This is the place where I’d like to share with you my favorite tools. I’ve always gained great insight into our profession by just learning what tools fellow developers use and how they use them. Of course, my list is not even remotely comparable to Scott Hanselman’s classic Ultimate Developer and Power Users Tool List for Windows. Still, I hope there are one or two things listed here that you might find useful.
It goes without saying that this list is a work in progress. Any and all of the tools and sources listed on this page are part of my every day work and highly recommended. I do not get paid or reimbursed for listing things here in any way.
Books and E-Books
I’m a bookworm (both books and e-books). I love putting my nose into those thick tomes to learn new stuff. I believe there’s no better way to gaining a deep understanding of technology (and other things) than through well written and thoroughly edited books, both in paper and bits. Besides, admirable typography and type setting are a key motivator.
I usually browse through the daily e-book deals of the major IT publishers first thing in the morning, all of which offer DRM-free e-books in multiple formats: Packt Publishing, Apress, O’Reilly, InformIt/Pearson, Microsoft Press, The Pragmatic Bookshelf, No Starch Press, and you name them. Please note that many publishers offer free or almost-free upgrades and cross-purchases (in case you want to get both bits and paper).
I pay very close attention to the emerging field of self-publishing, first and foremost the incredible writers over at LeanPub.
One publisher that deserves a big shout out here is Packt Publishing for their daily free e-book deal. There are no strings attached, there’s no catch: They give away one free e-book every day. I appreciate that very much, so thanks to the ladies and gents in Birmingham.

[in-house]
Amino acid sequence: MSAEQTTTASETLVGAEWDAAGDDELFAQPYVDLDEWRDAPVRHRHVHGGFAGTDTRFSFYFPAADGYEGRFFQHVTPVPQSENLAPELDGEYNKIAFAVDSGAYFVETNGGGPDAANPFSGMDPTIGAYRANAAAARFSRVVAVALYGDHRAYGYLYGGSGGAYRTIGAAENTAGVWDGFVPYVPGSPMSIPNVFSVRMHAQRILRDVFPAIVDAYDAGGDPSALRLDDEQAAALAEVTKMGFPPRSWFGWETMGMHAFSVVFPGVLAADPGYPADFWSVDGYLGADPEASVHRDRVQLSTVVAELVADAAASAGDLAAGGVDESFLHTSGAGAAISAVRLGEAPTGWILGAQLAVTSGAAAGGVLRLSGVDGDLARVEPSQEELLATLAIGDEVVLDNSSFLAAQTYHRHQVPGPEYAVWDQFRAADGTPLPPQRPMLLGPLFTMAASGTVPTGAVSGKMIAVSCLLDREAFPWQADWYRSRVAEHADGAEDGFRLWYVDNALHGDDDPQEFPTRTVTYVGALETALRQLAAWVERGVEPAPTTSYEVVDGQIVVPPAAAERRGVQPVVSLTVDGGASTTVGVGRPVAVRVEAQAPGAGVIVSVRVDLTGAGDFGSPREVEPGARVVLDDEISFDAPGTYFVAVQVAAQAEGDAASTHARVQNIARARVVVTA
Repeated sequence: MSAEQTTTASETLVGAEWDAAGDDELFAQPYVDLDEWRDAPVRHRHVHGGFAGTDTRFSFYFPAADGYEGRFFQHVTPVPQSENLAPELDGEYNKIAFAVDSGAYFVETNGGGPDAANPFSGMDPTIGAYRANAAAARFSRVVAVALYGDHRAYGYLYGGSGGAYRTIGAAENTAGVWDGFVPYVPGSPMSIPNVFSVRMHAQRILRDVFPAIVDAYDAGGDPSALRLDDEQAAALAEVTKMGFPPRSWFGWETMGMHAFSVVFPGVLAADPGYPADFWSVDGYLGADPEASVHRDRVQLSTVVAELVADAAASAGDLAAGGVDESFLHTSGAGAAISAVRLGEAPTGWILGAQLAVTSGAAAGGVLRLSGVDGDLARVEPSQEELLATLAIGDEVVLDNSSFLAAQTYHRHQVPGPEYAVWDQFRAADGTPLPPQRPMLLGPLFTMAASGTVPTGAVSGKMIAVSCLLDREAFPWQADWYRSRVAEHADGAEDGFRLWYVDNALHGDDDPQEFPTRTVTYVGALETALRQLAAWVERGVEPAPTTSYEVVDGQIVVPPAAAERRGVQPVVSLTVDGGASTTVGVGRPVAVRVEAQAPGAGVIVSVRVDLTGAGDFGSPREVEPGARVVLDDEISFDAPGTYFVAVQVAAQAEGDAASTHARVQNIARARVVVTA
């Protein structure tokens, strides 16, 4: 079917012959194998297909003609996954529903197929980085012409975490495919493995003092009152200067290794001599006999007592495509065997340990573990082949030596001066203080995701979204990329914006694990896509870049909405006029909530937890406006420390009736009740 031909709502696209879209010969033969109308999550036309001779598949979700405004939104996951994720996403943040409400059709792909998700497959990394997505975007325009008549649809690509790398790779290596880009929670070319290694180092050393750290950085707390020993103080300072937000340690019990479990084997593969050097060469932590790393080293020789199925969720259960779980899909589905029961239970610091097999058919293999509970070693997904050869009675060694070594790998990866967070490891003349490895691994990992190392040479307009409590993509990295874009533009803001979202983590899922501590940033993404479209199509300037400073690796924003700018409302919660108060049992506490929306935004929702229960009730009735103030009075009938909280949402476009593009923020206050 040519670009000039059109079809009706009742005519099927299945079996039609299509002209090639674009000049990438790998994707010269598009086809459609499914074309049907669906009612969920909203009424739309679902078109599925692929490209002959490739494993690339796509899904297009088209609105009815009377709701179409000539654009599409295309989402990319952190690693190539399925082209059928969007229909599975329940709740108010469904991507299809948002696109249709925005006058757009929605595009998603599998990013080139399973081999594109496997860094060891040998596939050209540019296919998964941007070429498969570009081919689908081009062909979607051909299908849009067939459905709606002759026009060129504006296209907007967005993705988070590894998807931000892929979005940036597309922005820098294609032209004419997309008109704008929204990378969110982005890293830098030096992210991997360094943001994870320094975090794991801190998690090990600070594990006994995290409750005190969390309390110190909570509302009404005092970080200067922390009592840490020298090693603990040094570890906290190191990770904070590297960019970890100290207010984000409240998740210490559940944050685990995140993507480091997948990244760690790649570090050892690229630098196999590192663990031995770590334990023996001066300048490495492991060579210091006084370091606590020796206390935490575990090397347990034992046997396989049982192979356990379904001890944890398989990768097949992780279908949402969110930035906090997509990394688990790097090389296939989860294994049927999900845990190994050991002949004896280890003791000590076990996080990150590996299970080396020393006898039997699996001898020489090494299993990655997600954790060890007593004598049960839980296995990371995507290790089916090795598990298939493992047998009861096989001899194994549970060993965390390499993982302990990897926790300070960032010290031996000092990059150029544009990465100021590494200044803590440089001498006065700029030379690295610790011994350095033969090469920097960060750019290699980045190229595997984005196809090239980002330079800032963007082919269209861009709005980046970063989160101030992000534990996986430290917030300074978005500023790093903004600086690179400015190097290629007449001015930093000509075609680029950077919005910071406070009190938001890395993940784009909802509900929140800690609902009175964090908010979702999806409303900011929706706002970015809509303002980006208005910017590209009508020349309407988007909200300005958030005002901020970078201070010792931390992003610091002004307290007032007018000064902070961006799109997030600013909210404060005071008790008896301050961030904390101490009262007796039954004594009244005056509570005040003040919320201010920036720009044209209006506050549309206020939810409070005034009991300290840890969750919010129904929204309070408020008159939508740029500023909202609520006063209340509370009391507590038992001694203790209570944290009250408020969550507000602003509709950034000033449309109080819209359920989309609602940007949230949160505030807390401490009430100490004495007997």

Last but not least, there’s a great list over at GitHub with links to hundreds of free IT and programming books.
By the way, if you’re looking for a great tool to manage your every-increasing e-book library, I highly recommend Mendeley with its desktop and mobile apps support and full-text search indexing of PDFs.
It’s a well known fact that staying up-to-date in our profession is central to our success. I like to keep things simple and let the computer do the heavy lifting, namely sorting through all the noise out there to find what really interests me. I use RSS feeds heavily in my favorite self-hosted feed reader Fever by Shaun Inman. This also combines well with many feed reader app. Unfortunately, Shaun has discontinued the product. It looks like Tiny Tiny RSS is a good alternative.
Handy Dev Tools
A couple of years ago I used to be a regular expression philistine. Then I found RegexBuddy and have been hooked since. Today, I can proudly say that my Regex knowledge and abilities have greatly improved and come in handy for sifting through text and data whenever writing a parser is like using a sledge-hammer to crack a nut.
If I had to choose one and only one tool to accompany Visual Studio on my computer, it would definitely be LINQPad by Joseph Albahari. It’s the best tool a .Net developer can invest in (besides Resharper, that is): A blazing-fast .Net scratch pad, SQL Server Management Studio replacement, script editor and so much more. Thank you, Joseph, for developing such an awesome product.
Working a lot on REST APIs? Then you should give Postman a try. It’s the super-nifty Swiss army knife of REST development, automation, testing and organization. Hint: Use the sync function to sync templates, settings and environments among team members.